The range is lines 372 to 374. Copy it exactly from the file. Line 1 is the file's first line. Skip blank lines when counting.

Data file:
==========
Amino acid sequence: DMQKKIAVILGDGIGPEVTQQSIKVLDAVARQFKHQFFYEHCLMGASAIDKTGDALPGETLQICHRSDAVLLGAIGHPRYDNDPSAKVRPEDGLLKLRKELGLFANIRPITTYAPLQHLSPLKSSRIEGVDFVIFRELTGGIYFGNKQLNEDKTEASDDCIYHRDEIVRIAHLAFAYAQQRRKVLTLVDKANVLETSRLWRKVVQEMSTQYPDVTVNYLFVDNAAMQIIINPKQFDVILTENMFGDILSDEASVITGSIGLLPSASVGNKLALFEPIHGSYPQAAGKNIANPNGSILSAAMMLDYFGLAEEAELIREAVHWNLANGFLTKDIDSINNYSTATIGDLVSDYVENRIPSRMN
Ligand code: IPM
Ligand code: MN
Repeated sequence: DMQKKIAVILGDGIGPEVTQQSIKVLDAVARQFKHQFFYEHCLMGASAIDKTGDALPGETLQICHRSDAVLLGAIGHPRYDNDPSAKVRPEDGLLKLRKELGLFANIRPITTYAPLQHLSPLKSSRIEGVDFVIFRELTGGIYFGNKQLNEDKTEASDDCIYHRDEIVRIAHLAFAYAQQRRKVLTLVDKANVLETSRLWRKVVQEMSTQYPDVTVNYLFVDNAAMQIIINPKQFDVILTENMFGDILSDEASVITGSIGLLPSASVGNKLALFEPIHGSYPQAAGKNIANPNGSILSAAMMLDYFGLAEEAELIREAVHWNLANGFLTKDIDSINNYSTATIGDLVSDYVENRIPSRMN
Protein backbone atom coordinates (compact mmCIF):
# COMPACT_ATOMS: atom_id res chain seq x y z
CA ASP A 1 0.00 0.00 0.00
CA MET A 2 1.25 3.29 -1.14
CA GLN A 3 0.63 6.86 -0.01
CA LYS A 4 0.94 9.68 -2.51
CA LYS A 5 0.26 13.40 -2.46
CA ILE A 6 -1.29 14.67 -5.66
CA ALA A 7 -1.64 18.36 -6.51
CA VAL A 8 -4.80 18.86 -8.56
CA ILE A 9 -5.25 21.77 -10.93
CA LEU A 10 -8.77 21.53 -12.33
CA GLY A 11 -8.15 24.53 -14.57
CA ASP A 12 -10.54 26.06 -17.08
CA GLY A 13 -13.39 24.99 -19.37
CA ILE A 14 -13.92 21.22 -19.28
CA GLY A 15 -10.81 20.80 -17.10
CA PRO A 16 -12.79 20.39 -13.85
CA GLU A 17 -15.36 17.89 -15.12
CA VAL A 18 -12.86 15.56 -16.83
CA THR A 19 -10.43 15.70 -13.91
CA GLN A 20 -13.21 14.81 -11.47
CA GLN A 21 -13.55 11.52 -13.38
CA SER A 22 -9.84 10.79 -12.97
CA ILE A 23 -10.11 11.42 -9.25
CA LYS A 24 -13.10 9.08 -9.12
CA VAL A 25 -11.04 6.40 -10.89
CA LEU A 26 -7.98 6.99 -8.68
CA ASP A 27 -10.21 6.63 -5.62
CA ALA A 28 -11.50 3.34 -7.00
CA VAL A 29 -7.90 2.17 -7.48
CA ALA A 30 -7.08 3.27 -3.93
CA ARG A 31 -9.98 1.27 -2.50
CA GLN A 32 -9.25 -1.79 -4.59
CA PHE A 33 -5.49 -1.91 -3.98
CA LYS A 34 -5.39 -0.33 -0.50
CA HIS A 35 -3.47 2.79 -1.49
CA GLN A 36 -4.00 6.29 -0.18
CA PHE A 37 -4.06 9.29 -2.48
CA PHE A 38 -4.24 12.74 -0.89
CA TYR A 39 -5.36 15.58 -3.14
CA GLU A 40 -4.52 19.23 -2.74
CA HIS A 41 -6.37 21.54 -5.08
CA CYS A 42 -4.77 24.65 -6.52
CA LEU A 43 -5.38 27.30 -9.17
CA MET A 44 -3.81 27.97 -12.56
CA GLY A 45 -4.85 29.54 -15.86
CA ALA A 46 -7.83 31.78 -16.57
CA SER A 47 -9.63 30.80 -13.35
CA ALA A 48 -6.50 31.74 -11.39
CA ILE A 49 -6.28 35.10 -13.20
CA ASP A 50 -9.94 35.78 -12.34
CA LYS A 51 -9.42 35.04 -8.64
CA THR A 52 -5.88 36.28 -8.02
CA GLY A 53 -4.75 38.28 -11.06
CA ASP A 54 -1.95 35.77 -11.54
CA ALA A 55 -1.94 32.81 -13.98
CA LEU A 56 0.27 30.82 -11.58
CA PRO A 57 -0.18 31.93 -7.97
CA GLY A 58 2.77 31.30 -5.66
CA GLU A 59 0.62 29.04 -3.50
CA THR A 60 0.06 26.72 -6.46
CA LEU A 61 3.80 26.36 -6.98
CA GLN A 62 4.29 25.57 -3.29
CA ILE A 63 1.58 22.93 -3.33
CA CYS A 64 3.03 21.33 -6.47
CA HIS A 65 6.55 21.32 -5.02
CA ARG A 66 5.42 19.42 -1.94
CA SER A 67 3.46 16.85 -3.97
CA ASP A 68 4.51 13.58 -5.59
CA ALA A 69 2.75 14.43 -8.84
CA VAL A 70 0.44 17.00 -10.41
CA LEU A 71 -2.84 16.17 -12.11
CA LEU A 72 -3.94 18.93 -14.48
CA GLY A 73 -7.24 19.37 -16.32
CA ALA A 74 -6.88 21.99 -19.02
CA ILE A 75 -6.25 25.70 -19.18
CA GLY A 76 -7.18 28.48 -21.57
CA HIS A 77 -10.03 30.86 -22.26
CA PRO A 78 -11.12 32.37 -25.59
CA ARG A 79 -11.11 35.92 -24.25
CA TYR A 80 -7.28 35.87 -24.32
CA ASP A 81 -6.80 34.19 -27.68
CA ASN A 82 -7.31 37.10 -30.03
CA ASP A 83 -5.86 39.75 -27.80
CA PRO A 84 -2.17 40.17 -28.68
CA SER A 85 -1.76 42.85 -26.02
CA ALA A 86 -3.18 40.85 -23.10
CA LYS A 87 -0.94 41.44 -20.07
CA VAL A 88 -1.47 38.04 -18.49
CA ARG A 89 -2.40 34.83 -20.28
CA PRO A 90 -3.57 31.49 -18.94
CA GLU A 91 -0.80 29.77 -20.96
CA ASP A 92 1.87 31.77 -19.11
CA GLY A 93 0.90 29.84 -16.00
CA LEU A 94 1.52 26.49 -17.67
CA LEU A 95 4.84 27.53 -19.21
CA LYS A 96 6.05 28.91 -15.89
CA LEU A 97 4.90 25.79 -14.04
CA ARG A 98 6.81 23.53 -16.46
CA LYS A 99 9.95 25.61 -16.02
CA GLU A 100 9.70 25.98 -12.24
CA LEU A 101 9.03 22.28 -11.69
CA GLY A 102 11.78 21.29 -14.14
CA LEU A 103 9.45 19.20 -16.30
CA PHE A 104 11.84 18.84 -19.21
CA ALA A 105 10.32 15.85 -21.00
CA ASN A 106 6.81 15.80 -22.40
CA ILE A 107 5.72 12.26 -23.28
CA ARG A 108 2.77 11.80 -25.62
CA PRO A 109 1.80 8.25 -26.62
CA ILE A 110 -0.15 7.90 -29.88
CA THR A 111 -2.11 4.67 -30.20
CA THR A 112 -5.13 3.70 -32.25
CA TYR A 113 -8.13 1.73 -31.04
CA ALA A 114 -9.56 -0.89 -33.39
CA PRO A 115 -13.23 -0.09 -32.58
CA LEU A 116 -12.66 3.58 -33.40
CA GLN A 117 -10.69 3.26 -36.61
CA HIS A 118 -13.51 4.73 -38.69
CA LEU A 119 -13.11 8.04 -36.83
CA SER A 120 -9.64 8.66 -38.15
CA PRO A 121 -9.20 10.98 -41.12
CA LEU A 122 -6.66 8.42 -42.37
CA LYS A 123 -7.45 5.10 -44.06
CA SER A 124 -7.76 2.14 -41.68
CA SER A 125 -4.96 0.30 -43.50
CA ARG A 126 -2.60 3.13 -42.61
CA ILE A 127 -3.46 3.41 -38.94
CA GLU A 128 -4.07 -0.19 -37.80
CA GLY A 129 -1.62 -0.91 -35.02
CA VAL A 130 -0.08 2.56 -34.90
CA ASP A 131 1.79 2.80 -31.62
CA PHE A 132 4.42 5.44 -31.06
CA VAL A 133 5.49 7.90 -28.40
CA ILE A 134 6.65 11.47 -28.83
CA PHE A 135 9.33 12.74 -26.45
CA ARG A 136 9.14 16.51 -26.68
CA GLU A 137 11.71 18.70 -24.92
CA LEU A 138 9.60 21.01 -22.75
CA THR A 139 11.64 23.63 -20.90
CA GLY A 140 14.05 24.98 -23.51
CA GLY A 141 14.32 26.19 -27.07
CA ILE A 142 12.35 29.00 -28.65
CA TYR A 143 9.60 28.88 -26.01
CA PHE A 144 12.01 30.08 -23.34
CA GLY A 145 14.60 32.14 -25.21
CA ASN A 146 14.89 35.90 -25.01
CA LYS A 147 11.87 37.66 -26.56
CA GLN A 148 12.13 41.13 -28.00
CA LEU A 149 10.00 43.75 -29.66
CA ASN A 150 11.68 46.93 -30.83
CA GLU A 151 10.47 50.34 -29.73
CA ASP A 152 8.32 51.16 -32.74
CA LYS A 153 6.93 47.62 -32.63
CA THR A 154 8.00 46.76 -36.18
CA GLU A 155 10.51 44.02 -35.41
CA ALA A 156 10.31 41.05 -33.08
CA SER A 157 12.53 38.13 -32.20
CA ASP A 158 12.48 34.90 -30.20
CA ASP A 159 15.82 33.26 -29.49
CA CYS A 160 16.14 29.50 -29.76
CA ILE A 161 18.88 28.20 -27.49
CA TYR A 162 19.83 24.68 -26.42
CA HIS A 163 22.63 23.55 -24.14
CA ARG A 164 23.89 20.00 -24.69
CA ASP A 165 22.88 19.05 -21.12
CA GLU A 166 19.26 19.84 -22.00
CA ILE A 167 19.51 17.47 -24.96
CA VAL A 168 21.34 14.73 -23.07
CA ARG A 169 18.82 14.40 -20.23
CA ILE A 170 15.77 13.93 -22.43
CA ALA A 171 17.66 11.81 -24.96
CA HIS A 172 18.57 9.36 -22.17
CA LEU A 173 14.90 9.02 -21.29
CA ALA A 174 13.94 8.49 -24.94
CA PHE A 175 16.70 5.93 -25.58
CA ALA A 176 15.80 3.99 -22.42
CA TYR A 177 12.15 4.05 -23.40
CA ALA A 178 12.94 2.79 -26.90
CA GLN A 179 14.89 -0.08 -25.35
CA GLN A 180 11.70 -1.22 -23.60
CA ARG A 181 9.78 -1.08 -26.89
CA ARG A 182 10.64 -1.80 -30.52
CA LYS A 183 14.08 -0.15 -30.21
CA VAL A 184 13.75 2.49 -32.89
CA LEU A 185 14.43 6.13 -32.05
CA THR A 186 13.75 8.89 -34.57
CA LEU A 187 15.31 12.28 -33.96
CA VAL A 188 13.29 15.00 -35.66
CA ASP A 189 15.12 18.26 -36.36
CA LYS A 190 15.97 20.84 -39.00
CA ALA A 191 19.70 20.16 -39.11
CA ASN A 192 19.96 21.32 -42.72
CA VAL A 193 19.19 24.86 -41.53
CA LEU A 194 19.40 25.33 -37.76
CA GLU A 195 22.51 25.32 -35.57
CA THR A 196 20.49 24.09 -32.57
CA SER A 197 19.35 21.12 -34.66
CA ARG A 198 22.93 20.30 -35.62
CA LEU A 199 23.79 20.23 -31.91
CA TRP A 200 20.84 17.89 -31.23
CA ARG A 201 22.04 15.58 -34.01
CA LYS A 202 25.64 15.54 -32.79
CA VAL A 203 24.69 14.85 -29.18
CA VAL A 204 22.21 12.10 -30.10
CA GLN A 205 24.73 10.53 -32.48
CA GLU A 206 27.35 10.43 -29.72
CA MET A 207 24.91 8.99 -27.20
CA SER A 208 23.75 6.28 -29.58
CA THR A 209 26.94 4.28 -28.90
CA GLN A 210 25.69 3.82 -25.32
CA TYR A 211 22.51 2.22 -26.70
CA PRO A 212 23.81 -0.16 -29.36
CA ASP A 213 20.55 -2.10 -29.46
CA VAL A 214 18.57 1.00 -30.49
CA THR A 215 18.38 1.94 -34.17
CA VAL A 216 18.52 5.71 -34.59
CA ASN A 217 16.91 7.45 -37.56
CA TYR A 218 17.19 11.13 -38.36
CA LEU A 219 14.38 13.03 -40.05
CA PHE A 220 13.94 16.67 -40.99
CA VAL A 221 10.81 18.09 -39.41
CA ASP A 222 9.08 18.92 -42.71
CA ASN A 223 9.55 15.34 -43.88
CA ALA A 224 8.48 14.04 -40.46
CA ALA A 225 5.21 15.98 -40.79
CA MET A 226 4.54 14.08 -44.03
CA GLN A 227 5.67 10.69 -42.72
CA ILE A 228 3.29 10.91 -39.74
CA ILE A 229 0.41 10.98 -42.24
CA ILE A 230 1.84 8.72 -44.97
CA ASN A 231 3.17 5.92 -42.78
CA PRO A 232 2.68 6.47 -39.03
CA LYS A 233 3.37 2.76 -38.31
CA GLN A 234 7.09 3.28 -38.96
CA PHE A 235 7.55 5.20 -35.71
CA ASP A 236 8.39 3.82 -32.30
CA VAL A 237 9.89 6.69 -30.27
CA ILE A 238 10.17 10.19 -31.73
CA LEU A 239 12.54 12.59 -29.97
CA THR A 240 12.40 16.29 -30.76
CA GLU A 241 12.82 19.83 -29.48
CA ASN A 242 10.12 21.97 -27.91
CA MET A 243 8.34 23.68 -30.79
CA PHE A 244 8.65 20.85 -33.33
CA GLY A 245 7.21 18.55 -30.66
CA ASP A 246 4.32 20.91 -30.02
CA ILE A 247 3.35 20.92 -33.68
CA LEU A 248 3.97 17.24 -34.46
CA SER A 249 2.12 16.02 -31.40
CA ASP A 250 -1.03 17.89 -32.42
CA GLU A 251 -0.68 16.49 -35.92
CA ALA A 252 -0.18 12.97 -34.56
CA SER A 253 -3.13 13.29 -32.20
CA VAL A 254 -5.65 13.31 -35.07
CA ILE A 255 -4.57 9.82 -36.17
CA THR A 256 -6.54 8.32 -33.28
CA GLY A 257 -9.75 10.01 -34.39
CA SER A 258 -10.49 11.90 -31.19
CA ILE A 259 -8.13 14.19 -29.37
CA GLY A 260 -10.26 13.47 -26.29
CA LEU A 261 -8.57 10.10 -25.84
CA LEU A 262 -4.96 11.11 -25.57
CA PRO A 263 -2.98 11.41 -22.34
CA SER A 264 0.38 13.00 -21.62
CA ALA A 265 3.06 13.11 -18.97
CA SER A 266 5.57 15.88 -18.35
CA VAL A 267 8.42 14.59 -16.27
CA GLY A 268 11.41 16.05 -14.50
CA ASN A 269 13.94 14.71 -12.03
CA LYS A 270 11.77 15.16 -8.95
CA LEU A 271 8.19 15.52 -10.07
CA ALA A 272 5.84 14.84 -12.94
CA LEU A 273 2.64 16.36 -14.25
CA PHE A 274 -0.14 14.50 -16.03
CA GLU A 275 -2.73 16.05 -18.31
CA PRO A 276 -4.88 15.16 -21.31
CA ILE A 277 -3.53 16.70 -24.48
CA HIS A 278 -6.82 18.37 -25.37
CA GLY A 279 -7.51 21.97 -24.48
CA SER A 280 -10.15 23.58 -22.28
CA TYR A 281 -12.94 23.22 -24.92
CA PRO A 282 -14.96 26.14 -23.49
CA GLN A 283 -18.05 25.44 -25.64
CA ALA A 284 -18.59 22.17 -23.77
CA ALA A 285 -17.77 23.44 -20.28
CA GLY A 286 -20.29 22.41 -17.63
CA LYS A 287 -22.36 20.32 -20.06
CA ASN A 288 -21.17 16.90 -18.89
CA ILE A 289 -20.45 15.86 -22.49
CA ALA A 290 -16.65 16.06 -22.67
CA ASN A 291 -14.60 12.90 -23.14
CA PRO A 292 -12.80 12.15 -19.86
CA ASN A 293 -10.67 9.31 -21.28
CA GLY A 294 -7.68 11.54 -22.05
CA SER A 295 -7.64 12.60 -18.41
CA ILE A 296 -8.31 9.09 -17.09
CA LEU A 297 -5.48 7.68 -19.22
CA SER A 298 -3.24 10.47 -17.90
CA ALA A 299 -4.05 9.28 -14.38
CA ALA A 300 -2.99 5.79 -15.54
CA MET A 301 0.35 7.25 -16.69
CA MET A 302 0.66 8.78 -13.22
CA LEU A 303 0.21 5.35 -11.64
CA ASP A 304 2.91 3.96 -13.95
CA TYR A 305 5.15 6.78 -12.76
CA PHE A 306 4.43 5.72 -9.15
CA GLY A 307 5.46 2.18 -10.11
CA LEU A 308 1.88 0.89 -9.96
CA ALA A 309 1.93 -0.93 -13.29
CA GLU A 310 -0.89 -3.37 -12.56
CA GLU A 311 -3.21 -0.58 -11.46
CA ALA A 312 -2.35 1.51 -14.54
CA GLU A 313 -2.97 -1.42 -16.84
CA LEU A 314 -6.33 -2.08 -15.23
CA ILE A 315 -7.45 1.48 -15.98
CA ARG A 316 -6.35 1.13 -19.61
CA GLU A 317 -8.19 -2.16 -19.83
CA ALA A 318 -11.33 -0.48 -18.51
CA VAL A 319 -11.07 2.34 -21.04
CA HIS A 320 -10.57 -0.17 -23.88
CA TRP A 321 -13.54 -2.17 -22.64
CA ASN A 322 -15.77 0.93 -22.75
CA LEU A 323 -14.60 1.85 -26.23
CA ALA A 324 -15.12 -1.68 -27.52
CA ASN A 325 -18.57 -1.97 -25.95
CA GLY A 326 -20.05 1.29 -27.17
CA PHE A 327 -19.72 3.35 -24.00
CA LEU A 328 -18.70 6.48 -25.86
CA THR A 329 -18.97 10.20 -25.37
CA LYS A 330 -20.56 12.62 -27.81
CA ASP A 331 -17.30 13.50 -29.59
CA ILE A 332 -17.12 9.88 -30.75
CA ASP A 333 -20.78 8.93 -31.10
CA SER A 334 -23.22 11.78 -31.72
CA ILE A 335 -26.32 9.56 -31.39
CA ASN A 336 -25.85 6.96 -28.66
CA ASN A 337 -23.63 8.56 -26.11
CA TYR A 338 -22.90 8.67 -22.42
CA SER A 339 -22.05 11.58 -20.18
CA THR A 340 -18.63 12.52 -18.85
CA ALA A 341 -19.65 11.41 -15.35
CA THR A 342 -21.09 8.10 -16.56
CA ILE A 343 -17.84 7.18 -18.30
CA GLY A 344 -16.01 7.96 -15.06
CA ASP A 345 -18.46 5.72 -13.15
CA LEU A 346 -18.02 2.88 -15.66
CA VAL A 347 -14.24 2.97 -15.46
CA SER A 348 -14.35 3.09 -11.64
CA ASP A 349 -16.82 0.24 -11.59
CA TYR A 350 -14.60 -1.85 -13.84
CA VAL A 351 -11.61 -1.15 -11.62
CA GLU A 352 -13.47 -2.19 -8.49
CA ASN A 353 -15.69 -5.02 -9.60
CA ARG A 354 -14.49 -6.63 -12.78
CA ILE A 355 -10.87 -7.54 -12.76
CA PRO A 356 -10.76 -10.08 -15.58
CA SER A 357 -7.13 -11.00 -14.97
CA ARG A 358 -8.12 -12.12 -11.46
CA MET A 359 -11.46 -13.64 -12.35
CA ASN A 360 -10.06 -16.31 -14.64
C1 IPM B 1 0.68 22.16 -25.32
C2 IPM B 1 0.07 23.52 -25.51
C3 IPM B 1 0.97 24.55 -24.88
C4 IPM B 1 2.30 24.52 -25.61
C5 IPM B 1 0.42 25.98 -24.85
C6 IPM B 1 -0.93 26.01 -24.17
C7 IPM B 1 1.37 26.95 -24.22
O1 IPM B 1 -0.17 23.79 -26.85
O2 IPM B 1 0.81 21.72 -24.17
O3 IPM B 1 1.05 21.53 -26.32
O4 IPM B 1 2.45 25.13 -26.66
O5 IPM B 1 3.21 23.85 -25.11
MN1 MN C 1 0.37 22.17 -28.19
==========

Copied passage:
C6 IPM B 1 -0.93 26.01 -24.17
C7 IPM B 1 1.37 26.95 -24.22
O1 IPM B 1 -0.17 23.79 -26.85